Horace's Duskywing (Erynnis horatius) (Scudder & Burgess, 1870)
Diagnosis: This is another large (wingspan: 28 to 39 mm) dark brown skipper, with small white forewing flecks, larger in females; the females have a slightly mottled appearance.
Range: The range covers almost all of the eastern U.S., but reaches Canada only in extreme southwestern Ontario.
Early Stages: Larvae are not described in detail, but are reported to live in leaf-nests, eating only young leaves. Foodplants are oaks (Fagaceae: Quercus spp.).
Abundance: This is a rare migrant in Canada.
Flight Season: Two generations are reported in the northern part of the range, and three in the south. In Canada records are from the second generation between 14 July and 1 September at Point Pelee and are all worn individuals.
Habits: Horace's Duskywing flies in open woodlands, trails, and clearings, usually near the foodplant, but migrating individuals are most likely to be encountered in Canada along the north shore of Lake Erie.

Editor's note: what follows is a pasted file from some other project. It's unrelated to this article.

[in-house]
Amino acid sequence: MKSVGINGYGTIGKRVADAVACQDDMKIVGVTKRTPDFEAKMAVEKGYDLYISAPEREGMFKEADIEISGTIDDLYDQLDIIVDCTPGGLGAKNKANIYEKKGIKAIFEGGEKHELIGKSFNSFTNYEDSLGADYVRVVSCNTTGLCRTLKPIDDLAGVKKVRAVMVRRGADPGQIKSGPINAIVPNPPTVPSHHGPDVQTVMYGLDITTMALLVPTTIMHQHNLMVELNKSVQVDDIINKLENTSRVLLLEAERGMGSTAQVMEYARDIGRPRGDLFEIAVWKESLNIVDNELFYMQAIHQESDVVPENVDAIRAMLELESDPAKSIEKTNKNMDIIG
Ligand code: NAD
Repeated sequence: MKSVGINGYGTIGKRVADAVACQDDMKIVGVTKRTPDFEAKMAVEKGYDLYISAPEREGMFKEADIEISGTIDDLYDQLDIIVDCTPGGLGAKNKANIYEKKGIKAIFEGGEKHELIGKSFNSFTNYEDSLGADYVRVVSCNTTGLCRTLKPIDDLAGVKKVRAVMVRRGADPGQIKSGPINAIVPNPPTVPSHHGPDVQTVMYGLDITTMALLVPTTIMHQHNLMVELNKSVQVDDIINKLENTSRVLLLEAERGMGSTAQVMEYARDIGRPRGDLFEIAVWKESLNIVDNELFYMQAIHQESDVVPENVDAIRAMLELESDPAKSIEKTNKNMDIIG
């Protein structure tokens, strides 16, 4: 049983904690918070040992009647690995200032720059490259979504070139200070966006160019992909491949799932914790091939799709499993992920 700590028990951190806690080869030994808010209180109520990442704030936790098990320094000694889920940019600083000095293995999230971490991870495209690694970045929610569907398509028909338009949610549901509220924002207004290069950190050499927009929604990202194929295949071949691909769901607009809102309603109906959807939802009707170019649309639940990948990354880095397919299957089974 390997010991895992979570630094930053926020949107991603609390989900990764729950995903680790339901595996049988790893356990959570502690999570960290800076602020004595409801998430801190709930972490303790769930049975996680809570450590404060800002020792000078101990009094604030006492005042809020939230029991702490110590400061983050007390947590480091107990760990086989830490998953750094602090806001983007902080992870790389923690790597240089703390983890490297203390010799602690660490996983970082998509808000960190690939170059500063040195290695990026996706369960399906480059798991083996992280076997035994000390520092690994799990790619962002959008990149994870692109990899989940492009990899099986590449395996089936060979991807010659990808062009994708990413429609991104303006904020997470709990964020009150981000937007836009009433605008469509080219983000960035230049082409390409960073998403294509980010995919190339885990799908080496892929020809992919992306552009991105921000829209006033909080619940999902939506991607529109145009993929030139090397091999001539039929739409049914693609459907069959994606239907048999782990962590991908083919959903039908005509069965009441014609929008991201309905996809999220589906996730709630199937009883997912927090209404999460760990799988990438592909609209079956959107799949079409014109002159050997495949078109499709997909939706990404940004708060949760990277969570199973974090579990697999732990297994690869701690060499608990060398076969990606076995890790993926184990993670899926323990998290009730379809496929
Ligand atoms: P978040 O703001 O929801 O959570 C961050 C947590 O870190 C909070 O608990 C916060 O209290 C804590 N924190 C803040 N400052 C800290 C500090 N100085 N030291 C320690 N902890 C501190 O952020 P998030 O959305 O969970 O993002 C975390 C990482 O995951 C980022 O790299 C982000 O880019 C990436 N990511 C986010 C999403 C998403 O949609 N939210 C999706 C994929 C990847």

Remarks: A worn female of horatius was observed at West Beach, Point Pelee National Park, ovipositing on Frost Grape (Vitis riparia) on 13 August 1988. One egg was retained, and the larva fed on Red Oak, but it died after about a week (Hess, 1989). There is no evidence that Horace's Duskywing survives the winter in Canada, or breeds in Canada. Seven of the nine authenticated records for horatius from Canada are from Point Pelee National Park, with single records from Colchester and Rondeau Provincial Park (Alan Wormington, pers. comm.). There are no confirmed records of the first generation in Canada.
© 2002. This material is reproduced with permission from The Butterflies of Canada by Ross A. Layberry, Peter W. Hall, and J. Donald Lafontaine. University of Toronto Press; 1998. Specimen photos courtesy of John T. Fowler.
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